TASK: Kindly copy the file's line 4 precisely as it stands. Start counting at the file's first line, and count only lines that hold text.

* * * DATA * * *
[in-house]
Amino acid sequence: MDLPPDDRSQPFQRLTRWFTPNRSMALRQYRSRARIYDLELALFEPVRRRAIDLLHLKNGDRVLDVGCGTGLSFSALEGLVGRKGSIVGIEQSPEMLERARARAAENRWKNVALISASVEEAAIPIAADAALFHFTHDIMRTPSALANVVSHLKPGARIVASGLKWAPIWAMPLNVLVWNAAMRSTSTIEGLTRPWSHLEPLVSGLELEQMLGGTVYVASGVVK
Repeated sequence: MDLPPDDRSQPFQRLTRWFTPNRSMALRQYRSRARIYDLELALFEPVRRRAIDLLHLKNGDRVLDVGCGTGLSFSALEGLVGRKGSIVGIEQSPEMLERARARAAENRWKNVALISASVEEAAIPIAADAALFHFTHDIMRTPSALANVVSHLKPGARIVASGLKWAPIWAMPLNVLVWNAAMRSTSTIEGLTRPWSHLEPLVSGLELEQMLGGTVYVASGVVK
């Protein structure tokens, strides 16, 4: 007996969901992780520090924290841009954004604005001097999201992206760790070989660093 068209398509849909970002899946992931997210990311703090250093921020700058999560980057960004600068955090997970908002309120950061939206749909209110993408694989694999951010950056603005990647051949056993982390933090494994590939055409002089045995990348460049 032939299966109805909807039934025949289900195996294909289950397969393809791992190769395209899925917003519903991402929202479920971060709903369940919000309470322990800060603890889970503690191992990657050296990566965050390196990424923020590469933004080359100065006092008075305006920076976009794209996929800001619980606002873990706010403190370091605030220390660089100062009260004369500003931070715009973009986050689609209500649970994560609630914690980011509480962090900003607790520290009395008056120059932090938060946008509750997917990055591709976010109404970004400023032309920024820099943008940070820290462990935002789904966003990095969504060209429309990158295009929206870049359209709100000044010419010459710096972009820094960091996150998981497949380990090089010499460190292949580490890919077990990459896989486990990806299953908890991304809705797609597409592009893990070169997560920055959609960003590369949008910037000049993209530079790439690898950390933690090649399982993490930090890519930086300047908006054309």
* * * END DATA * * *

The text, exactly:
């Protein structure tokens, strides 16, 4: 007996969901992780520090924290841009954004604005001097999201992206760790070989660093 068209398509849909970002899946992931997210990311703090250093921020700058999560980057960004600068955090997970908002309120950061939206749909209110993408694989694999951010950056603005990647051949056993982390933090494994590939055409002089045995990348460049 032939299966109805909807039934025949289900195996294909289950397969393809791992190769395209899925917003519903991402929202479920971060709903369940919000309470322990800060603890889970503690191992990657050296990566965050390196990424923020590469933004080359100065006092008075305006920076976009794209996929800001619980606002873990706010403190370091605030220390660089100062009260004369500003931070715009973009986050689609209500649970994560609630914690980011509480962090900003607790520290009395008056120059932090938060946008509750997917990055591709976010109404970004400023032309920024820099943008940070820290462990935002789904966003990095969504060209429309990158295009929206870049359209709100000044010419010459710096972009820094960091996150998981497949380990090089010499460190292949580490890919077990990459896989486990990806299953908890991304809705797609597409592009893990070169997560920055959609960003590369949008910037000049993209530079790439690898950390933690090649399982993490930090890519930086300047908006054309």